Strengthen your abs and lower back anytime, anywhere with these bodyweight exercises.
Posted by Marc Barroso, National Association for Strength and Functional Training Certified Personal Trainer
To do these 10 bodyweight exercises for your abs and core, you only need a little space, a few free minutes and a well-motivated attitude. No TRX support loops, fitballs, abs rollers or dumbbells. The only equipment you might need is a gym mat. It will protect your lower back when exercising on a hard surface.
Abs exercises help correct posture, reduce and prevent back pain, and improve athletic performance. With enough reps and proper nutrition, these exercises can even remove excess subcutaneous fat from your belly.
Add these 10 bodyweight exercises at the beginning, middle, or end of your workout to ensure that your abdominals receive the attention they need.
Stand straight with feet shoulder-width apart. Sit down and place your palms on the floor. Resting your hands on the floor, perform a backward leap with your feet, at the end of which your body will return to its original position for push-ups from the floor. Push up and return to the starting position for push-ups. Now, without taking your hands off the floor, jump forward so that your feet land between your hands. Then jump upward while raising your arms above your head. This is one repetition.
Trainer’s hint. To do mobile burpees, sit down and jump backwards with your feet. Now, instead of doing a push-up, pull your right leg forward and place your foot outside of your right hand. Bring your right leg back to the starting position for push-ups and repeat the movement with your left leg, pulling it towards the outside of your left arm. Bring your left leg back to the starting position for push-ups, quickly move your legs forward to the bottom squat position, and then lift up and jump. This is one repetition in mobile burpees.
2. Exercise “folding knife”
Lie on your back with your legs straight on the floor, arms extended over your head, palms touching the floor. This is your starting position for the folding knife exercise. Group in a V shape, raising your torso and legs towards each other. The legs at this moment should remain straight, and the arms should be extended. Raise your shoulder blades as high as possible off the ground, with your feet at the top of the floor as nearly perpendicular to the floor as possible. Place your palms on your feet, then lower your torso, arms and legs back to the floor. This is what one repetition looks like.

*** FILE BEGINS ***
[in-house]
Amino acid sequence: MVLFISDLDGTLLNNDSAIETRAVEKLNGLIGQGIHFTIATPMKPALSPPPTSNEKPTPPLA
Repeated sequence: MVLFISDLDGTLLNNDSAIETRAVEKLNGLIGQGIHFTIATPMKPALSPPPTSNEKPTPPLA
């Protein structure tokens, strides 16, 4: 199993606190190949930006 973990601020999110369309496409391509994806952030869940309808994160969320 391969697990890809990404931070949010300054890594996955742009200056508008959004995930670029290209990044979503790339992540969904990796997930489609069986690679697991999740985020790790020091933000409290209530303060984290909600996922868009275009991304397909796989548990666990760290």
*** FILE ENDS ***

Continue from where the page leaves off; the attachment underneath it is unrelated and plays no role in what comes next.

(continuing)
Trainer’s tip. A modified version of the folding knife exercise is called the X-Up. To do everything correctly, lie on your back and spread your arms and legs on the floor so that you get the letter X. Keeping your right arm and left leg straight, raise your right shoulder and left leg off the floor and touch the outside of the knee or ankle with your right palm. Return to the X position and repeat the movement, this time touching the outside of the right knee or ankle with your left hand.
3. Climber exercise
Get into the starting position for push-ups. It is also the starting position for the climbing exercise. Keeping your back straight, bring your right knee up to your ribcage, then quickly return it to its original position. Now pull your left knee towards your chest and return to the starting position. Now speed up the movement by alternately lifting your legs as quickly as if you were jogging in place with your hands on the floor.
Trainer’s tip. To increase the load on the abdominal muscles in the climber exercise, place your palms on sliding discs such as Valslides or SKLZ Slides. Instead of discs, you can take sheets of paper, a towel or pancakes for a barbell.
4. Exercise “cocoon”
Lie on your back, legs extended, heels touching the floor. Stretch your arms over your head, touch the ground with your palms. This is the starting position for the cocoon exercise. Bend both legs in sync, bring your knees to your ribcage and raise your arms to wrap them around your knees. Now release your knees, extend your arms and legs again, and bring your heels back to the floor. This is one repetition.
Trainer’s tip. To complicate the cocoon exercise, keep your heels off the floor throughout the set.
5. Oblique crunches